The two question format of an NPS survey is great for a couple of reasons. First, they’re really short surveys, which tend to be much more attractive to respondents. The second reason the format is so great is that it gives you both quantitative and qualitative data, which can help paint a more complete picture of how satisfied a customer really is.
When measuring NPS, score ranges are segmented to describe the type of user someone is. Low scores go into the “detractor” category (0-6). Middle scores go into the “passive” category (7-8). And high scores go into the “promoter” category (9-10).
Just as with the other two measures, NPS surveys aren’t without their challenges. The main criticism is that the two-question survey isn’t thorough enough to truly give much insight into why a customer gave a certain score.
Some are also quick to point out that since NPS is really a measure of sentiment, how someone feels about your brand is quite fluid. In fact, a study done by the Harvard Business review found 52% of people who actively discouraged others from using a brand, also actively encouraged others to use that brand at a different point in time.
Though NPS surveys may not always offer the most reliable data on how someone will actually behave in the real world, their idea to focus on optimizing for customer referrals is spot on. There are a litany of reasons why referrals are important, but there are two statistics about referrals you should absolutely know.
First, people are four times more likely to purchase when referred by a friend. It makes sense. We trust our friends much more than we do marketing campaigns. So, their referrals hold a lot more weight in our minds.
Second, a study by the Wharton School of Business found referred customers are 25% more valuable than customers coming from other sources. So, not only is someone more likely to become a customer if they’re referred, they also spend more with you, too.
Unsurprisingly, customers who have had a good experience with a brand are 5x more likely to refer others to a brand when compared to someone who’s had a poor experience. By virtue of that, how many customer referrals you’re getting can be a strong indicator of how satisfied they are.
How often do you repurchase something you don’t like? The answer is probably “not a lot.” Now there are some potential exceptions, but most of the time if we decide to repurchase something it’s because that item has proven useful to us.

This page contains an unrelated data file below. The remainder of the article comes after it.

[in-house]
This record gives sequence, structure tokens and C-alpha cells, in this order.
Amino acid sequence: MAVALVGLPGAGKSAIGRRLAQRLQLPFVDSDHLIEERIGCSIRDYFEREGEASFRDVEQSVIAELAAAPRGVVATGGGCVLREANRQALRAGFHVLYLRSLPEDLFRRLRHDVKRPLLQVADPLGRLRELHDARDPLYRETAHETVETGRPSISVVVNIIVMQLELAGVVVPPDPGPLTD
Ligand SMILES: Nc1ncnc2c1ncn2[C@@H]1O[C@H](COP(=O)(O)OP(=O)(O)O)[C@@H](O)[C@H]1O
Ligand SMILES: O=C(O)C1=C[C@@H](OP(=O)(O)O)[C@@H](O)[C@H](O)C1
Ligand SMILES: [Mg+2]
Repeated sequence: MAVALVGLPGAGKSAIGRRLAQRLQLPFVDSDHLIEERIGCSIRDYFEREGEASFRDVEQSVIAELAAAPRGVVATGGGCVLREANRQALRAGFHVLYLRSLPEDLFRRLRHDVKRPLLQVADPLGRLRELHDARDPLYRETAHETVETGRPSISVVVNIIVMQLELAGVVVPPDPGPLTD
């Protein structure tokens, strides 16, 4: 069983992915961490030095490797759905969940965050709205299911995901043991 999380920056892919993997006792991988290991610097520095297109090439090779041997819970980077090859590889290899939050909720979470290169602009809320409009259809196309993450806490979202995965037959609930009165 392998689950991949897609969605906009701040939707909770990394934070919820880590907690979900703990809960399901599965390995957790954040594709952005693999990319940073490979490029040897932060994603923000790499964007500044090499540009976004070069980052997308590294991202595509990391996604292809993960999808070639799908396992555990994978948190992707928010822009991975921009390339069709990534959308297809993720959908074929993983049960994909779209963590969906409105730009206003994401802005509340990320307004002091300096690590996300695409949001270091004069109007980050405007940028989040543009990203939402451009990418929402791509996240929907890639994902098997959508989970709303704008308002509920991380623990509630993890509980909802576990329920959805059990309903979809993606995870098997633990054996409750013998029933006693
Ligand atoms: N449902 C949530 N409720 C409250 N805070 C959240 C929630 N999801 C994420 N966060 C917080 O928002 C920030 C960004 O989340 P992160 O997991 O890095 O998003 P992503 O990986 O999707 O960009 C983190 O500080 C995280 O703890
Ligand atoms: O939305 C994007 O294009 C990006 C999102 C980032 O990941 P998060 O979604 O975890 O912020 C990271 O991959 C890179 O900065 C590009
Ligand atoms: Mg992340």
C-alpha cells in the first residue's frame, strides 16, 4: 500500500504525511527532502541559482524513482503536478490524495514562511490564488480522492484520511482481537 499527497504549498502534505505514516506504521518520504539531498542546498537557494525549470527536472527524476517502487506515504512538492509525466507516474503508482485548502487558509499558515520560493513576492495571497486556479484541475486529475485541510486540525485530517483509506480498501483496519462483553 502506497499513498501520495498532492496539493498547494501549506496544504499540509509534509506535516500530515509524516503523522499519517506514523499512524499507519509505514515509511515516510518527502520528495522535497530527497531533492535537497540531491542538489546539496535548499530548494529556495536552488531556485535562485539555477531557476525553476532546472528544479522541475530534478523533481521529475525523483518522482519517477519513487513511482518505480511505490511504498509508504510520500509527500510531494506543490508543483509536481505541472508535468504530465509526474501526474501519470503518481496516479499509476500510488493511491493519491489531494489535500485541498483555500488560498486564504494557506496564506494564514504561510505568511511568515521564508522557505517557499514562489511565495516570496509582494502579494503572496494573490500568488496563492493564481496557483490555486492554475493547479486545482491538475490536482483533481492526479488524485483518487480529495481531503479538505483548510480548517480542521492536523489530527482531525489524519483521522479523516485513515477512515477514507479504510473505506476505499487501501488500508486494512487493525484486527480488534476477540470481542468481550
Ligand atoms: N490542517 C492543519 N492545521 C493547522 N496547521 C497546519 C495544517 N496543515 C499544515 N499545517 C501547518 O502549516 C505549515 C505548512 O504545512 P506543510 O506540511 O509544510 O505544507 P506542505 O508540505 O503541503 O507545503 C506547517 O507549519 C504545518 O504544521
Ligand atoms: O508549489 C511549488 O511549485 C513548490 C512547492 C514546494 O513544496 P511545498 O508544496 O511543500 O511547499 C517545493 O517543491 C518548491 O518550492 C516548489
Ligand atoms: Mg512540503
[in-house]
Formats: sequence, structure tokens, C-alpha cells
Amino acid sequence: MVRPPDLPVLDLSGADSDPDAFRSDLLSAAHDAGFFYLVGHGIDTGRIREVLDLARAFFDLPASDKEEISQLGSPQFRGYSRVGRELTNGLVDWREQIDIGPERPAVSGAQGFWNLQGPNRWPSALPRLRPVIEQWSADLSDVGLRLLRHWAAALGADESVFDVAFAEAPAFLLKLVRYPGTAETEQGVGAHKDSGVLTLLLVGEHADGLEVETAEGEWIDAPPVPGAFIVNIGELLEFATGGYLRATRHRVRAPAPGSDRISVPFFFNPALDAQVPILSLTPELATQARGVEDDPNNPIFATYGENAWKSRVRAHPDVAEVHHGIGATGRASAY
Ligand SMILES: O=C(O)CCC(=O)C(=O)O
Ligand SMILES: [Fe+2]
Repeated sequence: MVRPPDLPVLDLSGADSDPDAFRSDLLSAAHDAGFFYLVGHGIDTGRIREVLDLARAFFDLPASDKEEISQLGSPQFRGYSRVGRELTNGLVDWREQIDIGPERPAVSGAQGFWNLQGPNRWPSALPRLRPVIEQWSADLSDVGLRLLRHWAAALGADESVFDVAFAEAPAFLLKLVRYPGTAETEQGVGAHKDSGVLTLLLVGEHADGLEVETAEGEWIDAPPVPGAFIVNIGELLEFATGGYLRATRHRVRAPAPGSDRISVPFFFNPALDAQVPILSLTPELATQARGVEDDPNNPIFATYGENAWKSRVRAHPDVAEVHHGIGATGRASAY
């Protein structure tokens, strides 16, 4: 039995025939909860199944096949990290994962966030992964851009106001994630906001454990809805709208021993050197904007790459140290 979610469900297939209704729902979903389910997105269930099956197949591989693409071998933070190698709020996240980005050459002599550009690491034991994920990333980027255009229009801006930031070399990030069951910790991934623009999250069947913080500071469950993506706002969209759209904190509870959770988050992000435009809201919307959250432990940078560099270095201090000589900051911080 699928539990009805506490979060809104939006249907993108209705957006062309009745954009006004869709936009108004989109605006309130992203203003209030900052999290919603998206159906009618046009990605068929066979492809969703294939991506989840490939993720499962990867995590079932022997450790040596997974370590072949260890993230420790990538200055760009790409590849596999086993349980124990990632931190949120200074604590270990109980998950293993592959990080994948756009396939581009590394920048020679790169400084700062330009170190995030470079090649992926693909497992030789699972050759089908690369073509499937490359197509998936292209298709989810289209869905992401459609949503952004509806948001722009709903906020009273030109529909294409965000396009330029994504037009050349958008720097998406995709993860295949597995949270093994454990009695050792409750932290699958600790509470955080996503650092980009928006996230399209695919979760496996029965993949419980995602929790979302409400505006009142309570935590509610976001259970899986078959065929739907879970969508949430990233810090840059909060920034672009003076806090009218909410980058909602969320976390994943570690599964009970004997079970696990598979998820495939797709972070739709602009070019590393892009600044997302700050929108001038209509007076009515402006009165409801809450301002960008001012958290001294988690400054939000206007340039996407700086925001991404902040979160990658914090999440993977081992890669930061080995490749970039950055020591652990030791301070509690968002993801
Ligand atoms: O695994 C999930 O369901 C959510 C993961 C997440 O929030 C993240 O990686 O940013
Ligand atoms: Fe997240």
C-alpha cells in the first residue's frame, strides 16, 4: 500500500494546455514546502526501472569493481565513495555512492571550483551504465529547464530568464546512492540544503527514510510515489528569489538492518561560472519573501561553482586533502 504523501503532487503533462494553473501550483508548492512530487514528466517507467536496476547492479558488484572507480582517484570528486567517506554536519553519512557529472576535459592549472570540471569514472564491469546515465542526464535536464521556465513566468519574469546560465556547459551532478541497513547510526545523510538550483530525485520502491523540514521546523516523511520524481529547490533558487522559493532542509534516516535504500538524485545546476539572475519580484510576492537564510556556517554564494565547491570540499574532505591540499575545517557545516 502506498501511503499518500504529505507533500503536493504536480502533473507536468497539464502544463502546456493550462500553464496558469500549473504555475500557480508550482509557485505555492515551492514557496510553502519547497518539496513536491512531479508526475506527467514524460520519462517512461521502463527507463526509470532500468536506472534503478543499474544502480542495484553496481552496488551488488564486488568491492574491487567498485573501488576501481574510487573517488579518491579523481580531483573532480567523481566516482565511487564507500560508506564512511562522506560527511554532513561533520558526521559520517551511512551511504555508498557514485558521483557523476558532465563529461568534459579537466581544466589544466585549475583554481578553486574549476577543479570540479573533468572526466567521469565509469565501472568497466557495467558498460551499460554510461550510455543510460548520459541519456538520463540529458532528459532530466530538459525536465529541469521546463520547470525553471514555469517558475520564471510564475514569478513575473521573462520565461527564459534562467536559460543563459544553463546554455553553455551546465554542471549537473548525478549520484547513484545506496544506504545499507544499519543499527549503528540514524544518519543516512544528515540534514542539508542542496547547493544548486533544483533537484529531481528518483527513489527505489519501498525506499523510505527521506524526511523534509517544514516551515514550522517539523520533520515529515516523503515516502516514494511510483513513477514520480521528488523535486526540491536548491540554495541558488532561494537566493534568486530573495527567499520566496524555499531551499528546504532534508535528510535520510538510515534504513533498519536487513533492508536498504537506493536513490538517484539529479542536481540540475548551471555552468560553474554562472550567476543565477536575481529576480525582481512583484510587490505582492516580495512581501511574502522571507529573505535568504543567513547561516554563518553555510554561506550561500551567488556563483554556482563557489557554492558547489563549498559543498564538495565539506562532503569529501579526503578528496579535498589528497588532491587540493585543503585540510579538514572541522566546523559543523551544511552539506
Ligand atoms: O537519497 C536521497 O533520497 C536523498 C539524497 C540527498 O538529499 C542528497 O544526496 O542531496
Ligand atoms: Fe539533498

The same is true of your customers. In fact, one very strong indicator a customer may take their business elsewhere is if they start engaging with your product, or service, less. And when someone stops using your product, it’s very likely the reason is they’re not satisfied with it.
Now, there is an important distinction to make here. Just because someone is satisfied with your product, doesn’t necessarily mean they’re satisfied with the overall customer experience. For example, they could love how well a product works, but then truly dread contacting the support team on a rare occasion they do have an issue.
With that in mind, as with all the other measures mentioned before, renewal data should really just act as one piece of the whole.
As our products, and services, have become more complex and varied, so has the customer experience. Though it is tempting to try and find some sort of perfect metric that can measure every facet of a customer’s satisfaction, it’s simply not an option in modern times.
In order to truly understand how satisfied your customers are, you need to look at a number of metrics. By doing so, you’re able to create a more detailed picture of the whole experience, which allows you to serve your customers better.
Make sure you’re continually refining your approach to understanding your customer’s satisfaction. Also, don’t be afraid to implement multiple measures, and think outside the box. When you do you create a richer experience for everyone.
Have we piqued your interest? Learn more about getting started with measuring customer satisfaction.